Seamus Foran, a senior vice-president with Brookfield Asset Management, said the U.S. real estate market has $180 billion of known distressed assets, and that “the shining star for U.S. real estate today has been the multi-family market; as U.S. home ownership continues to decline, the multi-family market has been there to reap the benefits. However we need to be cautious as new development has started in this sector.”
He noted that in most U.S. apartment buildings, the turnover ratio of tenants on a year-to-year basis is at least 50 per cent, considerably higher than in Canada.
“There’s a reluctance to make a long-term commitment to buy residential houses (in the U.S.),” Foran said. “And the multi-family market really benefits from short-term leases, because it gives the owners opportunities to bring rents up, each time those leases fold.”
As for Canada, the Emerging Trends booklet says:
“The multi-family residential sector will stay tight as continuing immigrant flows sustain demand in the major cities. Even if job growth declines and homebuying cools, apartments should be ‘a safe haven.’ When people have less, they rent.
An increasing number of younger adults delay buying houses; they simply cannot afford them after recent price spikes. Aging demographics also favour more apartment demand; empty nesters and seniors move out of suburban homes into smaller, easier-to-maintain units with urban conveniences.”
In summary: “Investors can never get their hands on enough apartments. And everybody has the same idea. When you get some, hold onto them.”
Bonnor said the four ways of investing in real estate – direct, private, public and ‘other’ – differ in liquidity, diversification and fees.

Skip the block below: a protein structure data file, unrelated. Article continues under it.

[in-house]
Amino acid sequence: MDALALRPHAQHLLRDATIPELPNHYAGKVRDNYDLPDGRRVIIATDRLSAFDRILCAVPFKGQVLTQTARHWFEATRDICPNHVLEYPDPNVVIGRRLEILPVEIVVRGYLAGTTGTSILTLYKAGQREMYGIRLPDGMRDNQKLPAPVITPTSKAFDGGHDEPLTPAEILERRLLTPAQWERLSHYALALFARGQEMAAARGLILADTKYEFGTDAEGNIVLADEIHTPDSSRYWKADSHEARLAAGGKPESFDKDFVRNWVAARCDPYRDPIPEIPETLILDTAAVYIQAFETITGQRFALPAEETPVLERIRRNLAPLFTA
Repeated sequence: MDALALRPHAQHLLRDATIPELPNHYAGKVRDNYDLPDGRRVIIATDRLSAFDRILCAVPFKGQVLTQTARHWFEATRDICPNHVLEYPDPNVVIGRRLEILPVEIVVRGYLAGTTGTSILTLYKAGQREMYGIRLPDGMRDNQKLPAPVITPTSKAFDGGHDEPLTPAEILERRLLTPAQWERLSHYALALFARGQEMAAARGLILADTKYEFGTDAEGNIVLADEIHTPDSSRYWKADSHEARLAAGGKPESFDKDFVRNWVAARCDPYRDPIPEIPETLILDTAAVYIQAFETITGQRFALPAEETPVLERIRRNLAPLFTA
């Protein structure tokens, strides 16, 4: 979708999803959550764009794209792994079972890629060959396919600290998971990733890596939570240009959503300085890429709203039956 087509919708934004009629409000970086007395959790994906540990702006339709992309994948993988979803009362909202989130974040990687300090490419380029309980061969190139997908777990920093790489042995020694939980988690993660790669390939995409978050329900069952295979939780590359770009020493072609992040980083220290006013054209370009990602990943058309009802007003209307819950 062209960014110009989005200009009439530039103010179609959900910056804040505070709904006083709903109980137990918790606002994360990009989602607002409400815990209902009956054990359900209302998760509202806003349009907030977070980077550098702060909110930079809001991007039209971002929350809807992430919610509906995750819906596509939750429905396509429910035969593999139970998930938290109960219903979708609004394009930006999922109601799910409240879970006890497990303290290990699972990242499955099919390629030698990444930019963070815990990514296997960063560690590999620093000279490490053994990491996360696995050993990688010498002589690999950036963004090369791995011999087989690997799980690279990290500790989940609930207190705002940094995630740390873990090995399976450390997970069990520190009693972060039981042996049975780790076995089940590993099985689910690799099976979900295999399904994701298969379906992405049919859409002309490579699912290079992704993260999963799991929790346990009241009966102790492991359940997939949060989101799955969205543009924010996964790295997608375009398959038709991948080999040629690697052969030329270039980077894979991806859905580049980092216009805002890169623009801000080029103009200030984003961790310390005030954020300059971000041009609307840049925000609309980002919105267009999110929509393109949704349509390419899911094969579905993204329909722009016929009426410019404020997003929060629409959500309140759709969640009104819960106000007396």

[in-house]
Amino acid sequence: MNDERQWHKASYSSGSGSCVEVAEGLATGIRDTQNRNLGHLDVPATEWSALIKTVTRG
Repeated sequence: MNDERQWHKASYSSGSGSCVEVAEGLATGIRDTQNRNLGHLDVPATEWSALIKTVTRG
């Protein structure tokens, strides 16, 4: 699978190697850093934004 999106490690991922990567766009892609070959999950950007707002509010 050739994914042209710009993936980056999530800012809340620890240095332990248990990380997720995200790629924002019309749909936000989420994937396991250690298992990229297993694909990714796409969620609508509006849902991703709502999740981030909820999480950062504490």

Most retail investors looking at public investing do so through real estate investment trusts (REITs) or exchange-traded funds (ETFs), with “lots of liquidity, but very high volatility.”
Foran added that there are two factors in real estate investing unique to Canada versus the U.S. One is that based on size, either square footage or asset value, the vast majority of Canadian properties are owned by institutional owners – very well capitalized REITs, very well capitalized companies like Brookfield, or pension funds that have little to no debt on their portfolios. A second difference is that Canadian banks don’t have near the same levels of commercial real estate debt leverage.
David Glicksman, a partner with PwC, said that foreign investors in U.S. property should be aware of whether they have to file U.S. income tax returns, or whether it’s done through a firm or fund. They also need to know how to declare income or losses on their Canadian tax returns, if there are withholding taxes, if there are U.S. taxes on the sale of the investment, and whether you get a foreign tax credit in Canada.
Steve Williams, also with PwC, said that in 1980 the U.S. Congress implemented the Foreign Investment in Real Property Tax Act. It means that if a foreign investor owns U.S. real estate directly or through a U.S. company whose underlying asset is real estate, you should make U.S. tax plans for the sale of the investment.